read by Shawn Robertson
Period: Florence, early 1600s.
The chamberpots held only dust. Maria picked one up, and sniffed a faint tang of rose-water from the last time she had cleaned it — three days ago, before the visitors arrived. Did the foreigners think themselves too good to piss in a pot? How could they? Under their fancy robes, everyone had the same bodily functions. Maria had emptied the pots of princes and cardinals, ambassadors and artists; the more wine they drank, the smellier their urine became. But now — none?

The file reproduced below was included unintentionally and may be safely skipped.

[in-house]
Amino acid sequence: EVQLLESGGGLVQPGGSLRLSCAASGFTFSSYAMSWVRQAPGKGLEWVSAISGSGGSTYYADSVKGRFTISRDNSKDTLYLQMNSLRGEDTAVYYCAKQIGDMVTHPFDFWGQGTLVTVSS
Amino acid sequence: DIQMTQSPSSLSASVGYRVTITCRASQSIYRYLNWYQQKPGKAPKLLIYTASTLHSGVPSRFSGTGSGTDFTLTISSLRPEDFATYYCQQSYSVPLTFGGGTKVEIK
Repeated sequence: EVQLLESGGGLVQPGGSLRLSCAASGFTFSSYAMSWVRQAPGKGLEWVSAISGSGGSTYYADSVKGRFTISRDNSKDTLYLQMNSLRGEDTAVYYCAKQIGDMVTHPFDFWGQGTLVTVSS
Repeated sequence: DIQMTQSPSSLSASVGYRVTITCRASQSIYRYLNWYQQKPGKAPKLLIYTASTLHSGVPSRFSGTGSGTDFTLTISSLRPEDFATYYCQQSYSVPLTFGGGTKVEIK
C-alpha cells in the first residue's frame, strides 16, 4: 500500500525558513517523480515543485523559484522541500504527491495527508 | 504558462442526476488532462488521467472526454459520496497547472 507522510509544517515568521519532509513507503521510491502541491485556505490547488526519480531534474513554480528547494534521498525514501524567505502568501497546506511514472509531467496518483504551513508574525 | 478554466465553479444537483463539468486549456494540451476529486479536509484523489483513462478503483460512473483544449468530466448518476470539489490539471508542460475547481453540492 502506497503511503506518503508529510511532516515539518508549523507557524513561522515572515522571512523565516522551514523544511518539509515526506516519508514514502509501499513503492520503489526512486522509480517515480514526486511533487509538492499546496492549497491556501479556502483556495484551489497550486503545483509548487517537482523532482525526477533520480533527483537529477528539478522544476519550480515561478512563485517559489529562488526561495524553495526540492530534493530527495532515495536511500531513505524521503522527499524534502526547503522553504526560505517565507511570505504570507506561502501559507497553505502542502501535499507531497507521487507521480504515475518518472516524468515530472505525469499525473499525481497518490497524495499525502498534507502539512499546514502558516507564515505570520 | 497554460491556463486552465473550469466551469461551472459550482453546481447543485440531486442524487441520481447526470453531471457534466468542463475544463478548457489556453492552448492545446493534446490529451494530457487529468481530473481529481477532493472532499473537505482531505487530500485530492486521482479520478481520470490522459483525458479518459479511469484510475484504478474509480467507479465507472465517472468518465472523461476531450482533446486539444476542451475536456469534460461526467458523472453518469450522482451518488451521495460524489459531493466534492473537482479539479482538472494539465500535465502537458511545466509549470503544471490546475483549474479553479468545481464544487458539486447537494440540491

Maria shrugged. If the pots were empty, she’d complete her rounds quicker. She needed to finish all these apartments while the occupants toasted the Feast of St John the Baptist downstairs. To remove the dust, she gave the chamberpots a quick wipe with a jasmine-scented rag. Then she left the visitors’ apartment.
On her way to the next stateroom, she met her daughter scurrying down the corridor. “What is it?” she asked, no longer hoping for an answer in words. At eleven years old, her daughter had still never spoken. Maria hoped the others hadn’t been teasing her again. Sometimes they would send Cristina with messages too complicated to be delivered by gestures.